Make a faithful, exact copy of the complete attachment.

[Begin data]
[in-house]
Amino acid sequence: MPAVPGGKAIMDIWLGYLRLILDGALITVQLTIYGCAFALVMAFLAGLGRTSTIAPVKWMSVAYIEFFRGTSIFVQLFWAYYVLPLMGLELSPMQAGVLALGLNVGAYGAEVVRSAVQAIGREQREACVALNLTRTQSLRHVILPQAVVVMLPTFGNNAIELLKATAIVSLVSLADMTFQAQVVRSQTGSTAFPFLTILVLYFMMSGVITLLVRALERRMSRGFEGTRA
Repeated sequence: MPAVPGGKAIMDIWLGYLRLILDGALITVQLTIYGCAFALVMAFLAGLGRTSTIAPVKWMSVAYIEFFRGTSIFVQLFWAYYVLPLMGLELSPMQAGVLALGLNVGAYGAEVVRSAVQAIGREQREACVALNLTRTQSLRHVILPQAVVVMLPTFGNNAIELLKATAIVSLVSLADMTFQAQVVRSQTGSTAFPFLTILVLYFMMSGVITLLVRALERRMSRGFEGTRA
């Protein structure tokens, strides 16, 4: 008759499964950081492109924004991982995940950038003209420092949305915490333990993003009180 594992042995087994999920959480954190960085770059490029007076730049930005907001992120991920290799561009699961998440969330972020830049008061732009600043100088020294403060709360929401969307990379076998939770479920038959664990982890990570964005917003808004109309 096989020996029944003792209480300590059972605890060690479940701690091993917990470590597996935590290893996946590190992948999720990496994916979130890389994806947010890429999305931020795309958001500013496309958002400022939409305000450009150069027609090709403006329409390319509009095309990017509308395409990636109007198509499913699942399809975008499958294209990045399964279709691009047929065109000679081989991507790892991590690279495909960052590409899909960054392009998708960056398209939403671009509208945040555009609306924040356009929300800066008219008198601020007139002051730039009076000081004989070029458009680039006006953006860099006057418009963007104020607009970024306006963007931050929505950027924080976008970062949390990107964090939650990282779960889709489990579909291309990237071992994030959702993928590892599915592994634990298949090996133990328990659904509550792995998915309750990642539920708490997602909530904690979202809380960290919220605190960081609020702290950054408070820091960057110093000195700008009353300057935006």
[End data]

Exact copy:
[in-house]
Amino acid sequence: MPAVPGGKAIMDIWLGYLRLILDGALITVQLTIYGCAFALVMAFLAGLGRTSTIAPVKWMSVAYIEFFRGTSIFVQLFWAYYVLPLMGLELSPMQAGVLALGLNVGAYGAEVVRSAVQAIGREQREACVALNLTRTQSLRHVILPQAVVVMLPTFGNNAIELLKATAIVSLVSLADMTFQAQVVRSQTGSTAFPFLTILVLYFMMSGVITLLVRALERRMSRGFEGTRA
Repeated sequence: MPAVPGGKAIMDIWLGYLRLILDGALITVQLTIYGCAFALVMAFLAGLGRTSTIAPVKWMSVAYIEFFRGTSIFVQLFWAYYVLPLMGLELSPMQAGVLALGLNVGAYGAEVVRSAVQAIGREQREACVALNLTRTQSLRHVILPQAVVVMLPTFGNNAIELLKATAIVSLVSLADMTFQAQVVRSQTGSTAFPFLTILVLYFMMSGVITLLVRALERRMSRGFEGTRA
């Protein structure tokens, strides 16, 4: 008759499964950081492109924004991982995940950038003209420092949305915490333990993003009180 594992042995087994999920959480954190960085770059490029007076730049930005907001992120991920290799561009699961998440969330972020830049008061732009600043100088020294403060709360929401969307990379076998939770479920038959664990982890990570964005917003808004109309 096989020996029944003792209480300590059972605890060690479940701690091993917990470590597996935590290893996946590190992948999720990496994916979130890389994806947010890429999305931020795309958001500013496309958002400022939409305000450009150069027609090709403006329409390319509009095309990017509308395409990636109007198509499913699942399809975008499958294209990045399964279709691009047929065109000679081989991507790892991590690279495909960052590409899909960054392009998708960056398209939403671009509208945040555009609306924040356009929300800066008219008198601020007139002051730039009076000081004989070029458009680039006006953006860099006057418009963007104020607009970024306006963007931050929505950027924080976008970062949390990107964090939650990282779960889709489990579909291309990237071992994030959702993928590892599915592994634990298949090996133990328990659904509550792995998915309750990642539920708490997602909530904690979202809380960290919220605190960081609020702290950054408070820091960057110093000195700008009353300057935006």